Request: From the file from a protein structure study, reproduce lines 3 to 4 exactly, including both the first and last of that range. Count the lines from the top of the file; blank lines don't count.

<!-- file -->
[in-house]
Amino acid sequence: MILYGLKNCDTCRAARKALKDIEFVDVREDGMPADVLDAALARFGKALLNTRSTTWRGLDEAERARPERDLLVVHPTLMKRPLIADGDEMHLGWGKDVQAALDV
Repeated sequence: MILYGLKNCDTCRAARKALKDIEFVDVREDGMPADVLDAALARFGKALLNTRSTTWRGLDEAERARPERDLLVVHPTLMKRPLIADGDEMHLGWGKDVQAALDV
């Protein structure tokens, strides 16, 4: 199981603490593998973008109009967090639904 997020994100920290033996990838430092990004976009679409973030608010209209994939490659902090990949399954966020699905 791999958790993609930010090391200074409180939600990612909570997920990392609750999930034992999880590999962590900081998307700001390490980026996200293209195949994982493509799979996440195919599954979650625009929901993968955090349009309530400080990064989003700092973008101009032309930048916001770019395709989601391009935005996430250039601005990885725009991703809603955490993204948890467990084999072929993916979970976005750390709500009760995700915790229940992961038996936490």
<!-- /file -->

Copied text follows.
Repeated sequence: MILYGLKNCDTCRAARKALKDIEFVDVREDGMPADVLDAALARFGKALLNTRSTTWRGLDEAERARPERDLLVVHPTLMKRPLIADGDEMHLGWGKDVQAALDV
């Protein structure tokens, strides 16, 4: 199981603490593998973008109009967090639904 997020994100920290033996990838430092990004976009679409973030608010209209994939490659902090990949399954966020699905 791999958790993609930010090391200074409180939600990612909570997920990392609750999930034992999880590999962590900081998307700001390490980026996200293209195949994982493509799979996440195919599954979650625009929901993968955090349009309530400080990064989003700092973008101009032309930048916001770019395709989601391009935005996430250039601005990885725009991703809603955490993204948890467990084999072929993916979970976005750390709500009760995700915790229940992961038996936490």